If your feed keeps telling me something is new there, even when it is not, I am going to unsubscribe.
Yesterday I cleaned up the corner of my room that had a pile of papers that needed to be filed and a bunch of empty boxes I thought I might need one day. This enabled me to vacuum in that corner. The rest of the room got cleaned and straightened too. All of this enabled me to sleep better last night. (It may have also been the Rum and Cokes, but I truly think it was the decluttering.)
Recently I viewed several of the shows I regularly watch on ABC, NBC and CBS using their Flash video offerings on their respective web sites.
I have always argued that if the record labels had offered a better product than Napster, they could have avoided the adoption of peer-to-peer networks for music sharing. All they needed to provide was easy access to legally downloadable music at a reasonable price.
With the arrival of the fall television season, the broadcast networks are finally doing just that for their shows. Last year, after trying out these online players, I found myself feeling they were a last resort. I don’t know what the differences are since then, but it feels like things have improved.
CBS offers two viewing sizes, small and full screen. NBC and ABC offer multiple sizes with ABC including HD resolution for some shows.
CBS’ “innertube” has the poorest picture quality with visible, chunky interlacing, even on the 1.5 Mbps connection I was using for all the viewing I mention here. I’m not sure why interlacing would still be present in lower-than-tv resolution video. It is tolerable to watch CBS’ shows on their web site, but they are clearly falling behind the other two networks.
NBC’s picture quality is good but edges are a little soft when viewing full screen. However, it is still superior to what you might download using bittorrent, unless you are obtaining very large files which would take a long time to download. At least with their site, you don’t have to wait.
ABC’s offering is tops in my book. They have the best picture quality, even when watching one of their non-HD shows in full screen mode on my 22” widescreen (1680x1050) lcd monitor. Sharp edges. Fine detail. It is impressive.
Interactive features are hit-or-miss. ABC makes you click to continue after one of their commercial interludes. Don’t make me click just because you can. I’m sitting back or laying on my bed watching this. There is no reason to make me click.
NBC has some extras available that will show up simultaneously while watching a show unless you are in full screen mode. It looks like it is just episode data and it does not change throughout the show like I thought it would.
For some reason, CBS makes you click a second full screen button that appears after you have already clicked a full screen button. Why add this extra click?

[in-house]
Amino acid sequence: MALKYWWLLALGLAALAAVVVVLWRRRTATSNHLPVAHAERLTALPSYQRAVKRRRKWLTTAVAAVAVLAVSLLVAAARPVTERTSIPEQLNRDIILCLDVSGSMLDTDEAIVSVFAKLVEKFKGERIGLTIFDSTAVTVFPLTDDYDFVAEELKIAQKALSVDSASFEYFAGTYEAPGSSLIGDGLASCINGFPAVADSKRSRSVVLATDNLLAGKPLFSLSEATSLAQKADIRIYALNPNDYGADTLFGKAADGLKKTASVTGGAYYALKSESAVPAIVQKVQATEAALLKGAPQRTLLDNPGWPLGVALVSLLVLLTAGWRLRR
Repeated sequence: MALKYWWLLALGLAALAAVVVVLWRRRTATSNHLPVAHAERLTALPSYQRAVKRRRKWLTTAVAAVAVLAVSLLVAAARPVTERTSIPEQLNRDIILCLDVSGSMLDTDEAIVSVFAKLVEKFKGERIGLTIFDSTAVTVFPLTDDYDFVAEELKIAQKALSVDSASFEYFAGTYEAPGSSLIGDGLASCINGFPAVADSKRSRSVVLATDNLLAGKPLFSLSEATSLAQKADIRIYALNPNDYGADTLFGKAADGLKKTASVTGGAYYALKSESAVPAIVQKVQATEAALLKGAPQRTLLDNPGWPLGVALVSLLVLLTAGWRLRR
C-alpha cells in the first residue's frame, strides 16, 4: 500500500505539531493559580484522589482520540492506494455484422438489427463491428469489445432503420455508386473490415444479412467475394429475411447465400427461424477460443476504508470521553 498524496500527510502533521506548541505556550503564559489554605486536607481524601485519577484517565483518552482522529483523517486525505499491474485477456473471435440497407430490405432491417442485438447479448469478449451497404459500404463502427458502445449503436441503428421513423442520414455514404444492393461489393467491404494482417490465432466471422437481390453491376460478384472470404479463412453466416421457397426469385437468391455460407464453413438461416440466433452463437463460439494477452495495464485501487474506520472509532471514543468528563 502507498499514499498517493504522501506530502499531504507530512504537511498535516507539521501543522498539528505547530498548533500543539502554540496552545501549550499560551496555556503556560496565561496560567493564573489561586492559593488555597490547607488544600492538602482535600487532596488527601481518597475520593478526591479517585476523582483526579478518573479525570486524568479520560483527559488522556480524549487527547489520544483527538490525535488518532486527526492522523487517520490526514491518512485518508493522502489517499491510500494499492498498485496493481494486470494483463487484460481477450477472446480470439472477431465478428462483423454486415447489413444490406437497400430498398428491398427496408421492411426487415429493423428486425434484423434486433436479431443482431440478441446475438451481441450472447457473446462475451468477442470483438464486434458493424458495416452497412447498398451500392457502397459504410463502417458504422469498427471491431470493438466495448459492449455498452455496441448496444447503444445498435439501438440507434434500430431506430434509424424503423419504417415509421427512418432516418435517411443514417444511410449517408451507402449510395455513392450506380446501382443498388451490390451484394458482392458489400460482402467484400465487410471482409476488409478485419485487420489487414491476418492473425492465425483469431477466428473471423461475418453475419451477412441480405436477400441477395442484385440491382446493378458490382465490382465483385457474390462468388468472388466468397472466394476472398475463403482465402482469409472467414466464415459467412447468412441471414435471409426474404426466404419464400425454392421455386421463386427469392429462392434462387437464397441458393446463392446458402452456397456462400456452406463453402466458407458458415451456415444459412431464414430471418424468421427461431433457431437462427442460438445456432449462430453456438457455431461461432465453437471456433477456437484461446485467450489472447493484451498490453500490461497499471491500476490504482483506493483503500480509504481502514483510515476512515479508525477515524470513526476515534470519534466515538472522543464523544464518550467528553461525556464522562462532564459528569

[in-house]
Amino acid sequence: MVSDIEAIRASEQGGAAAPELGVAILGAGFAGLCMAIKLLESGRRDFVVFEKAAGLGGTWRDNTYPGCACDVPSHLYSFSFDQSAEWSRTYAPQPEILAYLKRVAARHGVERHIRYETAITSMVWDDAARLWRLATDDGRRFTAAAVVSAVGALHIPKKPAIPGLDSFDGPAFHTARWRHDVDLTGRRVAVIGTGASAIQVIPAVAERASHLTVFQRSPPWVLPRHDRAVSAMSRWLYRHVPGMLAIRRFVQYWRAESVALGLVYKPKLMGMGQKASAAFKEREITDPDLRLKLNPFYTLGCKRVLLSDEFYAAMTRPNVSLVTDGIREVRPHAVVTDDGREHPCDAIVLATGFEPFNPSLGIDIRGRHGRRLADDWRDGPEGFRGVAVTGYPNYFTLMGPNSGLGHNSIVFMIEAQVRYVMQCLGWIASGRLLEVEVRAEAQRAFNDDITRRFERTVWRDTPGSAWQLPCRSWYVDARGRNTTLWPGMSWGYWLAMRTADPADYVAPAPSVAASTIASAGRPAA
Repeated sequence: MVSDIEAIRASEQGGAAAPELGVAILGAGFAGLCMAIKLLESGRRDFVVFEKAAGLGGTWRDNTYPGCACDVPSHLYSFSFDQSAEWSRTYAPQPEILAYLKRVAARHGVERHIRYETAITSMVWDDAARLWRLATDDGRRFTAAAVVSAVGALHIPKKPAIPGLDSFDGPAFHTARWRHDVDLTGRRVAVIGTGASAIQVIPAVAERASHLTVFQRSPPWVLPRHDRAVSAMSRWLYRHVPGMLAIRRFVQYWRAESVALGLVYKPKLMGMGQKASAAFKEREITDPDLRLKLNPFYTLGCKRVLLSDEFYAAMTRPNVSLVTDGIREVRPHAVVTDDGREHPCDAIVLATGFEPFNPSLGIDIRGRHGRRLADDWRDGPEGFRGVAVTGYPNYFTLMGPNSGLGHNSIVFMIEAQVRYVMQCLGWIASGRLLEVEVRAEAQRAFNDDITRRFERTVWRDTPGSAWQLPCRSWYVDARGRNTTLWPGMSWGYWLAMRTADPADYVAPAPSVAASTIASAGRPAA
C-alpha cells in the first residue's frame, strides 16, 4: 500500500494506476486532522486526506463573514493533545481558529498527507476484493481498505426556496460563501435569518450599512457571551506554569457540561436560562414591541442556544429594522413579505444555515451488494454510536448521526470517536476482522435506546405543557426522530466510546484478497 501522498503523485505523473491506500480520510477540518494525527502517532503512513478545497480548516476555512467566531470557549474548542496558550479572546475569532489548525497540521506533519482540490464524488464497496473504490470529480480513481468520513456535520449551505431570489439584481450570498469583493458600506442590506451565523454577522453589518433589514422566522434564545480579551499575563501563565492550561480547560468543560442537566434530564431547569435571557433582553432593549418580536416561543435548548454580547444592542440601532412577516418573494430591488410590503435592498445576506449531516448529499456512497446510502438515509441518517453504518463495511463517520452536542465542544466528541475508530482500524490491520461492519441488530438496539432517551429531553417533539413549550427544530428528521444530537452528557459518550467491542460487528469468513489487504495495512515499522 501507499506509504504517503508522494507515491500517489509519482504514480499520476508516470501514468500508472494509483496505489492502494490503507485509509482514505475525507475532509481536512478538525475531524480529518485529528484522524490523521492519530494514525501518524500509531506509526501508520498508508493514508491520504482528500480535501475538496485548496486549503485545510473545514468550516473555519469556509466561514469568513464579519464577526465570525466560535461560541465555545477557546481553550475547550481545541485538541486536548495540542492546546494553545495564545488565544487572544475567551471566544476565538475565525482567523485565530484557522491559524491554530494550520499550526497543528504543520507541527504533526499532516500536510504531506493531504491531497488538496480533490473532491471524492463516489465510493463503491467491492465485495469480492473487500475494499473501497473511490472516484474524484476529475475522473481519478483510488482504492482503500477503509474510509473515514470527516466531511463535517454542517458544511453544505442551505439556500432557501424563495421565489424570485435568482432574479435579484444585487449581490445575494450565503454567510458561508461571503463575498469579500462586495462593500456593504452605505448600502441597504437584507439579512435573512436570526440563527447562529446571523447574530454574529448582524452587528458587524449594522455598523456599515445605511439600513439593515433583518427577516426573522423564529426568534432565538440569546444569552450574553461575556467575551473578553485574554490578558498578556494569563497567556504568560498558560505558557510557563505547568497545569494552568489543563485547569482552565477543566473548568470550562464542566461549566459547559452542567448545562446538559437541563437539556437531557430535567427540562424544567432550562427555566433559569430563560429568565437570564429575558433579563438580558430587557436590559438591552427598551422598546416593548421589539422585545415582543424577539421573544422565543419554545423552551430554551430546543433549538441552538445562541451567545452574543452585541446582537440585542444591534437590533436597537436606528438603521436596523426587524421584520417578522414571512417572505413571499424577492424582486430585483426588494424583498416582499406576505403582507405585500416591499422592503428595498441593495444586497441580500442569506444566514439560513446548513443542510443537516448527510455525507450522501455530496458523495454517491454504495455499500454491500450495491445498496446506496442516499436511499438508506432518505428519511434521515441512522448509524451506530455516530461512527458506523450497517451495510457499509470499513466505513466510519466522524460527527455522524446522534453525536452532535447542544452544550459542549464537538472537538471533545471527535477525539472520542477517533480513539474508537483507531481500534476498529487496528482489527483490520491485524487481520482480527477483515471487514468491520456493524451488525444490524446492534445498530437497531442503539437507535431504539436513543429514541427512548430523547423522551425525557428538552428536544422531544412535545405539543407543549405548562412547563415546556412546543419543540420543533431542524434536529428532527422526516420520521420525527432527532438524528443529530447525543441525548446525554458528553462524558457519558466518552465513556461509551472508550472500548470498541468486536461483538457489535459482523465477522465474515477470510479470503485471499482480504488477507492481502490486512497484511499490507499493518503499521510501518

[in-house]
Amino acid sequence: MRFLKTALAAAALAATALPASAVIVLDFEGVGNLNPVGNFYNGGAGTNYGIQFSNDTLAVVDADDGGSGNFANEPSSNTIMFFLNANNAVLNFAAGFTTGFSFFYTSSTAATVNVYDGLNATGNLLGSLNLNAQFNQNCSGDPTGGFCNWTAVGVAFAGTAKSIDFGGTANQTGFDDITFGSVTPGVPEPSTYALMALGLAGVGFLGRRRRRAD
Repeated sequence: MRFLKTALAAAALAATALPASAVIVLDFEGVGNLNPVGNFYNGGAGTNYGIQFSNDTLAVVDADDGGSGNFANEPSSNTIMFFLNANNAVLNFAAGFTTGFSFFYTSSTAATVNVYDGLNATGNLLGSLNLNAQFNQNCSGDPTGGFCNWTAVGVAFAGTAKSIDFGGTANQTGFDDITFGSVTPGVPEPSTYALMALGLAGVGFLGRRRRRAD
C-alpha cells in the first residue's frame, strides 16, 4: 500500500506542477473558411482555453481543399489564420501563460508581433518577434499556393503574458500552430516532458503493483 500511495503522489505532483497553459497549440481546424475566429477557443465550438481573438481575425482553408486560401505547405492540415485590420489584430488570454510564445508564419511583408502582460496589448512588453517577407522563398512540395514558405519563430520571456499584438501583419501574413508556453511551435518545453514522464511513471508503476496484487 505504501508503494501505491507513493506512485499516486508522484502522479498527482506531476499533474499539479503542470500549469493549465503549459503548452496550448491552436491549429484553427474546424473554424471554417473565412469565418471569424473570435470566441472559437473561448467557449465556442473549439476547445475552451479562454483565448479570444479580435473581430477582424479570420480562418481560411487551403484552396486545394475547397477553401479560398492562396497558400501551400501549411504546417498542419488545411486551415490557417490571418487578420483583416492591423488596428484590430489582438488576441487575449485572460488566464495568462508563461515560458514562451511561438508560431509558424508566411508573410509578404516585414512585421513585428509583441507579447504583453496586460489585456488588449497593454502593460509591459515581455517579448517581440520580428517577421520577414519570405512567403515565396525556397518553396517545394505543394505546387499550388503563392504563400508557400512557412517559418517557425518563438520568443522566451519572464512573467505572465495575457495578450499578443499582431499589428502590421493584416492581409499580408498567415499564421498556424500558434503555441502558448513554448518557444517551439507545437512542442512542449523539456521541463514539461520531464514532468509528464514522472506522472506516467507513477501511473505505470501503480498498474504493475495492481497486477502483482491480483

All three offer some way to skip to a specific spot in a show. Though I don’t see a way to skip to another section of the shows on CBS’ player. You have to advance the playhead to the end of the first section, watch the commercial, then advance again, and so on. This is a problem if you are coming back to a show and just need to watch the last section.
ABC and CBS do well at letting you navigate to other episodes and other shows within the player interface. ABC’s is the slickest from start to finish. NBC backs you out to the web site to get to other shows.
All three networks have short commercials or interactive advertisements within the shows. They are placed at several spots in the show and you can’t skip to the next part of the show without going through one of them.
The audio of all the commercials is much louder than the show volume. We are familiar with this technique from regular television viewing, but it is still annoying and unnecessary. Even more-so because a computer viewer doesn’t necessarily have a remote control to adjust the volume. Stop it. Check your freakin’ levels.
In general, I think these commercials in their current form are an acceptable part of online viewing. Networks should resist temptations to add more, but I do like CBS’s decision to mix up the advertisers. NBC uses one per show and it get repetitive and tedious. ABC also uses one per show, but it is not necessarily the same thing each time and occasionally they skip commercials where they are indicated on the timeline and go right into the next part of the show, a small gift for which I am always thankful.
Now that the networks offer a superior online viewing option, I would not consider using bittorrent or other peer-to-peer technologies to obtain their shows. Hopefully, they will not do anything to change this formula except continuing to enhance their service.
I wish HBO and Showtime offered subscription or advertising subsidized online services for their original programming, I would be signed up for those as well.
“Last Friday, the woman in front of me didn’t order anything but threw down a $20, received a coffee with two sugars a moment after she’d stepped to the window, and no change. As they chatted, I learned that the woman pays for her coffee in advance. The coffee guy asked her if she was sure she owed today. ‘Yep,’ she replied, ‘It’s payday today; I get paid, you get paid.’ Handy little arrangement.”—More business lessons from the coffee and donut gu
“I dreamed that the moment I woke up and came out of our room Boz was there and started talking to me about fonts. I tried to listen but I was still mostly asleep. When he was done talking I was like, ‘I am so sorry, you are going to have to tell me that again later because I didn’t understand a word you said.’”—A friend’s dream about me